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multivac

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  1. i know! sometimes the right tool makes a great difference, but solving problems with what you have is a really fun challenge. cheers!
  2. lol I'm not really that patient. i just started soldering, and before i knew it i was too far into this to let it die. it was fun though, must say. thanks for the kind offer btw, but postage would be massive since I live far from the us. also it doesn't look like it, but i used A LOT of wire. i think close to 40 odd meters, but i could be wrong. i actually wanted to build a tower crane too, which would be much easier but alas i used too much wire in this one. also the solder joints are the weakest part of the structure and tend to snap if loaded too much,so steel would really make no sense. i wish I had an oxy torch here for brazing but i dont even own a hammer, lol. im using a borrowed one. anyhow, glad u liked it!!
  3. hehe, too bad i dont have a pic of the wire rolls before. i straightened it by pulling it tight against a fixed metal tube(my workbench`s leg), which gave me a kink free, but slightly curved wire. I made a jig to put the three main booms together, so that went fast. the chassis, roof, and the two tiny thingies up top where made without support, and took some time.
  4. thanks! still needs some refinement. i might post an update if its worth it!
  5. you most likely know this, but if you plan on soldering those with an iron, try to get the pads to stick out of the footprint a bit, so you can heat them with the iron at the same time as the pins. just a little detail i oversaw that made things complicated.
  6. its regular solid core(all copper) electric wire. it was my home`s old mains wiring. i straightened and stripped it before using it.
  7. no problem! there is one more pulley motion that you cant see in the vid, because i had to do some pwm settings and reflash the firmware, and moving the whole thing is not fun. but it will get done, along with some minor touches here and there. cheers!
  8. i`ve used that too. dont know how fast you need/want it to set, but 10 min "hard enough" epoxies are easy to find.
  9. lol. very well then, lets see what happens. edit: looks like you where right
  10. lol, ok. i didn't want to submit this post because of the traffic it could generate, but if you guys are cool with it, i am. again glad you liked it!
  11. lol yeah it was, that's part of the reason for the name. it was a pain to make. though the soldering went pretty fast, getting the rest of the stuff to work required some tweaking. also getting electronic components where i live is an odyssey, wich is why i love ti sample program so much. its not that i dont want to buy chips, but the fact that i just plain cant. as a matter of fact i took my BOM (mostly passives and some tools) to the only place that sells SMD components in resonable quantities here and they sent me away because, and i quote " i wanted too many items and there was too many people waiting to buy suff". enough rant though, glad you guys liked it! here is a little video of the thing moving around.
  12. Hey guys, so I`ve been working on this project for a while now, and wanted to show it here because you are a cool bunch. if i mess up, the pics are too big, or whatever, im sorry. let me know and ill fix it asap. the title is pretty explanatory so here are some pics of the thing, and the associated mess (if i actually manage to attach pictures correctly) i know there is nothing particularly interesting in this from the microcontroller point of view, but maybe someone will like it. its sort of based on a liebherr lr1750 crawler crane in case anyone is interested. it is controlled with an ir remote kindly donated to the project, mostly made from scrap from my junk bin and some chips i got from the VERY generous TI`s sample program. The base, for example, is made from an old hdd, and the hole thing is screwed to, and pivots around, the main bearing. Some stuff i had to buy though, like the leds. I was thinking what could I do with a lot of solid conductor wire i pulled from the walls in my house when i changed the [way too old] electrical installation. i thought a lattice structure would be fun, and i have to say, its amazing how rigid the thing got. i also wanted to do some switching led driver experimenting. I used a TI TPS61199 led driver with 32 "5050" leds, that have 3 chips per package, so its 96 leds in all, at 17 mA each. the leds are mounted on a structure that is supposed to resemble a section of Eero Saarinen`s twa flight center. a sort of rebar core type thingy for the roof. i wanted to do a solid thing for the lamp, but it proved somewhat hard, i still might though. I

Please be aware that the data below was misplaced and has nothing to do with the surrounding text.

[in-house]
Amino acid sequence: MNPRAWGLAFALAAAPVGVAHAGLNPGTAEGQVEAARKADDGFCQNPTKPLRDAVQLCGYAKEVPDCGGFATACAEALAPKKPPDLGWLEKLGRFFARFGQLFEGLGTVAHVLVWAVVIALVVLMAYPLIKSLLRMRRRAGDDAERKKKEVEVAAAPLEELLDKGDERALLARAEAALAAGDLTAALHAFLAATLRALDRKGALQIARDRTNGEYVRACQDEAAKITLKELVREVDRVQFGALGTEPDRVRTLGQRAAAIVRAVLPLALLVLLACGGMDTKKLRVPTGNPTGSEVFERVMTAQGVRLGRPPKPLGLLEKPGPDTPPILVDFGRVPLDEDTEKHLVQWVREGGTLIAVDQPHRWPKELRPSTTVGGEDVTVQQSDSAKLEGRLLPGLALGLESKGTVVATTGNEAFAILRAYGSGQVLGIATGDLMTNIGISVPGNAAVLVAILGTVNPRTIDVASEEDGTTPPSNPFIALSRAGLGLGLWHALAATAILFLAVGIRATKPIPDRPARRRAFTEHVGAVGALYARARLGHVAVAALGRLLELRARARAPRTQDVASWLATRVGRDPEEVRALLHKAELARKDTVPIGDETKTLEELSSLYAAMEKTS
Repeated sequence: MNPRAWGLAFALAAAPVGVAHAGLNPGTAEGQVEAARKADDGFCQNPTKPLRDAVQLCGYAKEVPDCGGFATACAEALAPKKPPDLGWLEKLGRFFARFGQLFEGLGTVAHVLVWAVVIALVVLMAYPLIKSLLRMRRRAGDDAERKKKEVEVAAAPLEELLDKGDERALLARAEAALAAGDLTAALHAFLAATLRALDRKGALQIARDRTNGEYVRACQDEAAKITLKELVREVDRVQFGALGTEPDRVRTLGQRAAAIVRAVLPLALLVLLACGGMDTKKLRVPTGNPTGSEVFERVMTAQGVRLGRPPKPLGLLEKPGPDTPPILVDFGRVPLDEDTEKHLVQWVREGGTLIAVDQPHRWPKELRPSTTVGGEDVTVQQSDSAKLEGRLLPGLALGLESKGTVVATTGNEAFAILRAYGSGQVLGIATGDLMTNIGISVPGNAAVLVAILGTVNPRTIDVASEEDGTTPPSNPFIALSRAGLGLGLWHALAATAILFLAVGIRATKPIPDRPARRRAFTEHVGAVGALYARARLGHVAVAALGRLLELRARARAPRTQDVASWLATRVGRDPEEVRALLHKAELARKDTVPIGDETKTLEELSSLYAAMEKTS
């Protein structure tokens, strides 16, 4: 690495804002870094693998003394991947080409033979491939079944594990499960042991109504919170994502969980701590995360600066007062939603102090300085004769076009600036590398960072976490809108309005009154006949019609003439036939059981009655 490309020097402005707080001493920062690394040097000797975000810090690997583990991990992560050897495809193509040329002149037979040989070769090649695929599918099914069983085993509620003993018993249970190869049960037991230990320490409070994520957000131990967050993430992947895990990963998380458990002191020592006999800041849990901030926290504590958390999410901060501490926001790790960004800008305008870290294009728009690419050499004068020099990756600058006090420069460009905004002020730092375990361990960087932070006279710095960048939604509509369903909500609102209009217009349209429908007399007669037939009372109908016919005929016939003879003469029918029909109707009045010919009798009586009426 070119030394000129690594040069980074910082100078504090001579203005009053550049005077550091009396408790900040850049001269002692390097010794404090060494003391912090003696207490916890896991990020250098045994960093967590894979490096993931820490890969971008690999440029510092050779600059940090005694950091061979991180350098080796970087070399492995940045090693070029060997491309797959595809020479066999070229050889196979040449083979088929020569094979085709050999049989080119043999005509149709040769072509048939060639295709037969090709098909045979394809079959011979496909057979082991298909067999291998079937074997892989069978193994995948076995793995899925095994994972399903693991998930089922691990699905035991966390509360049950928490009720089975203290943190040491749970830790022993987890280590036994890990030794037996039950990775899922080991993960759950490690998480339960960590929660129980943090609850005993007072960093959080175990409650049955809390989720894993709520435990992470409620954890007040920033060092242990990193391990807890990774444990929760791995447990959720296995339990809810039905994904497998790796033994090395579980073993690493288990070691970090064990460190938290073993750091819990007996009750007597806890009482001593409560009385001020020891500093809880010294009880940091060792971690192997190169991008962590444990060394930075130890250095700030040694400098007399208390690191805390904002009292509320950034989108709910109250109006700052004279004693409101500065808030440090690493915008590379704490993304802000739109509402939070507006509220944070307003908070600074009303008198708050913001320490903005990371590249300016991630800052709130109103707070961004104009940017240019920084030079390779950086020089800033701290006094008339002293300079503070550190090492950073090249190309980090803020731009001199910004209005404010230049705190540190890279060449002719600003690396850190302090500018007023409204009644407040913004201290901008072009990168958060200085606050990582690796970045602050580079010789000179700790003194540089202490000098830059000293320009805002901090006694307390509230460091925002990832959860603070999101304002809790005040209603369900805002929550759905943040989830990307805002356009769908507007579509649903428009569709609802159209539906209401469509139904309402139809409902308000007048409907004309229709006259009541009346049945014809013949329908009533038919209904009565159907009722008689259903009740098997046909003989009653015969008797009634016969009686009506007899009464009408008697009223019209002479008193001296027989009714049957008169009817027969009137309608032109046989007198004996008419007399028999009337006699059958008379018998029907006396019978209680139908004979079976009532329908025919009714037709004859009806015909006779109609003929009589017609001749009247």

13. hey, im not sure but maybe the direct assignment P1OUT = BIT0; doesn't work because BIT0 is defined as 16 bits. have you tried, for example, removing the two leading zeroes from the define like this #define BIT0 (0x01) and see if it works. just an idea. also you might want to enable interrupts after setting everything, like this: P1IES |= BIT3; // P1.3 Hi/lo edge P1REN |= BIT3; // Enable Pull Up on SW2 (P1.3) P1IFG &= ~BIT3; // P1.3 IFG cleared P1IE |= BIT3; // P1.3 interrupt enabled cheers
  14. hey i just wanted to chime in because im working on a similar project (which i might post here once done) and in the end i went for a led driver from TI because i get much higher efficiency, and (where i live) lower cost. im using the tps6199 chip. its only good for one color but its pwm- dimmable, and there are no losses in resistors. it requires some design though. just an option to consider! btw, hope you appreciate my username!
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